This is in line with previous polling, which has always tended to show a substantial majority support policies to extend the length of time terrorist suspects can be held. The picture is a bit muddier when alternates like allowing the questioning of suspects to continue after they are charged are brought into the equation, but in general the government’s policy has public support.

Tonight of course, it is the opinion of MPs that matters, not the public – the best place for analysing that is, as ever, Phil Cowley’s site www.revolts.co.uk


John Craig over on the Sky News blog picks out that today’s Populus poll shows 61% of people think the Conservatives are tainted by financial sleaze, up from 51% in February (and even that was in a poll taken shortly after the Conway affair, so this is worse than then). It does appear that the stories are gradually associating the Tories once again with financial sleaze in the eyes of the public. Unfortunately John Craig concludes that this is “evidence, if it were needed, that sleaze is a monster vote loser for David Cameron and the Tories”.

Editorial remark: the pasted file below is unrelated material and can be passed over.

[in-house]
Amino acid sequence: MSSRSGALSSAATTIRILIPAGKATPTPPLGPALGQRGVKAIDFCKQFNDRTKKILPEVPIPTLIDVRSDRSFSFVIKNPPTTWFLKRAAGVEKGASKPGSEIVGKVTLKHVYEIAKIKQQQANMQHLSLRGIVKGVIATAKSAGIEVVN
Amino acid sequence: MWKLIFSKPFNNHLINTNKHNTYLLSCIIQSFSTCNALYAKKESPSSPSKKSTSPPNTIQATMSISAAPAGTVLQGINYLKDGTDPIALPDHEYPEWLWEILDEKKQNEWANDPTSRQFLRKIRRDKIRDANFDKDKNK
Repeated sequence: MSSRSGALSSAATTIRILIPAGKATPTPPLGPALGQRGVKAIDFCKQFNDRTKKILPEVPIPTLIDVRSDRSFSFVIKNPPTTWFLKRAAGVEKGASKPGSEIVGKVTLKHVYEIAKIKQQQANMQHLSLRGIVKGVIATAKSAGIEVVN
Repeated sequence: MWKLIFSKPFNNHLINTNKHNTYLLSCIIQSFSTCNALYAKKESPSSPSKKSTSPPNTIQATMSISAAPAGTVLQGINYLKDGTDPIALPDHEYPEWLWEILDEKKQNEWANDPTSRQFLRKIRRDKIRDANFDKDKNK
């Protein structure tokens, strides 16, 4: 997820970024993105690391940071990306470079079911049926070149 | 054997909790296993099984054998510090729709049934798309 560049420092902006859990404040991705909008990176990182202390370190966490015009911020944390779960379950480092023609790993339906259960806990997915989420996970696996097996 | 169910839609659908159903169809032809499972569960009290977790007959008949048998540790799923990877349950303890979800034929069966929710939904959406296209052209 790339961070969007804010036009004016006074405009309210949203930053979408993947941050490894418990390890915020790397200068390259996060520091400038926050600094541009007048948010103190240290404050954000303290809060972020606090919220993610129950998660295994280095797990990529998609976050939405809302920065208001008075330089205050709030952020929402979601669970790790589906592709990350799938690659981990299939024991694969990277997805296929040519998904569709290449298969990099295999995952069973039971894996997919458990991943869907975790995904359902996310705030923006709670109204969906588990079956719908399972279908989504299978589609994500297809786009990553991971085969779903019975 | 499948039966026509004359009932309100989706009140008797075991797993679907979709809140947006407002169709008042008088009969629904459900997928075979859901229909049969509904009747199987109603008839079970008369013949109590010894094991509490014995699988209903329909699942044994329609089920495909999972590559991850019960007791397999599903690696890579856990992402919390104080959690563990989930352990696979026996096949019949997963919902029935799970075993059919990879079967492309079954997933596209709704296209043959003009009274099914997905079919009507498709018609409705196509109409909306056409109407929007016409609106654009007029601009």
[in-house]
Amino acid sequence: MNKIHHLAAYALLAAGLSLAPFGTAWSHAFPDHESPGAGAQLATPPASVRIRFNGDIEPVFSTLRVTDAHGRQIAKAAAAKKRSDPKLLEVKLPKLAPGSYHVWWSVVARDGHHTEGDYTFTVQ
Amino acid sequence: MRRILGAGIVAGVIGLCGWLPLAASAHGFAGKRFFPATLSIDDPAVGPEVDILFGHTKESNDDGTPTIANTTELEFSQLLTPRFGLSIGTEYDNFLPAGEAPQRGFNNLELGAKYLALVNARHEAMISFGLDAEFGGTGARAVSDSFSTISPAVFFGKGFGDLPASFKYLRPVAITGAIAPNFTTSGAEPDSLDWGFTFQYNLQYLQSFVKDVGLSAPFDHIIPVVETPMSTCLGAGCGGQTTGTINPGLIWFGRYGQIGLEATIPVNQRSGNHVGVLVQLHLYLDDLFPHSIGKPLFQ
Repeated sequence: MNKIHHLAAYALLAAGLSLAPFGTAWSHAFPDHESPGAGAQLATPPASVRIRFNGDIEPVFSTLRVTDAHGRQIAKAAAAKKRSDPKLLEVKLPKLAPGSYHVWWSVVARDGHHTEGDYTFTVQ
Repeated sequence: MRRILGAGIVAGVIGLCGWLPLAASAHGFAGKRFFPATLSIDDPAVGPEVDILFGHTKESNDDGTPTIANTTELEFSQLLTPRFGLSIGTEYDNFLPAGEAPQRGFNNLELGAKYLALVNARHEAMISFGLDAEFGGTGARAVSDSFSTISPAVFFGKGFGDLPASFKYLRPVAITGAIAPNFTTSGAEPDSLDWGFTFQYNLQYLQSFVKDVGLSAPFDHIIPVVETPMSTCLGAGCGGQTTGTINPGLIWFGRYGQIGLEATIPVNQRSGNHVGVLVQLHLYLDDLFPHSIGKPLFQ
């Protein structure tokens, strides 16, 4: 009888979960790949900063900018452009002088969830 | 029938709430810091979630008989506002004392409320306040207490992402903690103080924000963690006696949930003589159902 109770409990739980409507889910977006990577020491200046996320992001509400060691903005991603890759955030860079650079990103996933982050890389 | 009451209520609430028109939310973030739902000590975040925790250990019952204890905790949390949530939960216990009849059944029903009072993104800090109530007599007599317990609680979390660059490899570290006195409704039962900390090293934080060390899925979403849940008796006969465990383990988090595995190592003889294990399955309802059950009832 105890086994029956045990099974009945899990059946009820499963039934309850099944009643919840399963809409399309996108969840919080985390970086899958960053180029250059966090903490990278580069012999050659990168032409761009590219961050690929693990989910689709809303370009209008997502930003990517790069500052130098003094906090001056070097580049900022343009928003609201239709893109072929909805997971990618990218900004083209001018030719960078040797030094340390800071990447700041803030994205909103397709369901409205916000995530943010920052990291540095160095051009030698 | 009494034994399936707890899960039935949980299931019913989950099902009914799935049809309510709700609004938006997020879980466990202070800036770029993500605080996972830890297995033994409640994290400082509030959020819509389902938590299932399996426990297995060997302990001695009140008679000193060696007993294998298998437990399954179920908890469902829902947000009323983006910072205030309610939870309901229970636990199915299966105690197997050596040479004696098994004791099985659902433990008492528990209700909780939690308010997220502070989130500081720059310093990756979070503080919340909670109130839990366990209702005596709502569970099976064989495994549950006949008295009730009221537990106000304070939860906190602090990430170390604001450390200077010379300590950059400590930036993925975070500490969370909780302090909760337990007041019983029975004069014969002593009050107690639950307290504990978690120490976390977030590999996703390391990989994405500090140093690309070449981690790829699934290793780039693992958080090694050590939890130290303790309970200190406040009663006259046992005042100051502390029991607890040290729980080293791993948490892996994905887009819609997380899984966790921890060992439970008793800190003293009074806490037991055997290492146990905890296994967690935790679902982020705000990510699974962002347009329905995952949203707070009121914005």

This is rubbish – my guess is that an association with financial sleaze should be damaging for a party, but this poll certainly isn’t evidence to support the hypothesis: the poll shows the Tories up five points on 45% and with a record lead over Labour. The question this poll provokes should be why hasn’t financial sleaze been a monster vote loser for David Cameron and the Tories? One answer we can give now is that Labour are seen as worse – 68% thought they were tainted by financial sleaze (from 69% in February), and polls are pretty consistent now in showing that of those who don’t think they are all as bad as each other, people tend to think Labour are sleazier than the Tories.

Another possible factor is how well people think the parties and leaders react to financial sleaze – if both the main parties are seen as full of MPs on the take, the dividing line suddenly becomes what the party leaders are prepared to do to about it and who the public think is more likely to stand against it. From the top of my head, I can’t think of any polling evidence on that yet.